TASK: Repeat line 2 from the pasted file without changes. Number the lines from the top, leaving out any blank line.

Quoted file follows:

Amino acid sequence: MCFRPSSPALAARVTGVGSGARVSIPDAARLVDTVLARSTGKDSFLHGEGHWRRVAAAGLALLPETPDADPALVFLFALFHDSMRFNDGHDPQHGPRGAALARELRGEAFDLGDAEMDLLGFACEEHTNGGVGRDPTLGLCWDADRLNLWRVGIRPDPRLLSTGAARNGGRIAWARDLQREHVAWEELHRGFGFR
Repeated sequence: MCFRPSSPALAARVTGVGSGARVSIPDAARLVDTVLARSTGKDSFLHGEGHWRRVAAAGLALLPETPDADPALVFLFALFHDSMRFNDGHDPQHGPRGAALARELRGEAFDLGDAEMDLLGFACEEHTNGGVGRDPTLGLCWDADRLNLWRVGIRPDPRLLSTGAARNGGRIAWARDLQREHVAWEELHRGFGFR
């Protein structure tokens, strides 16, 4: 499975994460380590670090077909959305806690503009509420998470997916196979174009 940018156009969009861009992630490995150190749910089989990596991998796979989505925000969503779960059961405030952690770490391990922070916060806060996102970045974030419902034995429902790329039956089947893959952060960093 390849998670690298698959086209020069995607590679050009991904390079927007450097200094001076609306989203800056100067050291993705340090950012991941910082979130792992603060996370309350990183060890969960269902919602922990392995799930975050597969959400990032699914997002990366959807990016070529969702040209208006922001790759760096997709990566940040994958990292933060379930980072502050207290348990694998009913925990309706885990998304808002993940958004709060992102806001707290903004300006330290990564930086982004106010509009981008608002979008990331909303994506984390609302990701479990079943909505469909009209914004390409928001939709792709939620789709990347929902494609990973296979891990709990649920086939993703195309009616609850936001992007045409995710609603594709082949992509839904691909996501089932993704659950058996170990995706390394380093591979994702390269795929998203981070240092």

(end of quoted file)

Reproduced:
Repeated sequence: MCFRPSSPALAARVTGVGSGARVSIPDAARLVDTVLARSTGKDSFLHGEGHWRRVAAAGLALLPETPDADPALVFLFALFHDSMRFNDGHDPQHGPRGAALARELRGEAFDLGDAEMDLLGFACEEHTNGGVGRDPTLGLCWDADRLNLWRVGIRPDPRLLSTGAARNGGRIAWARDLQREHVAWEELHRGFGFR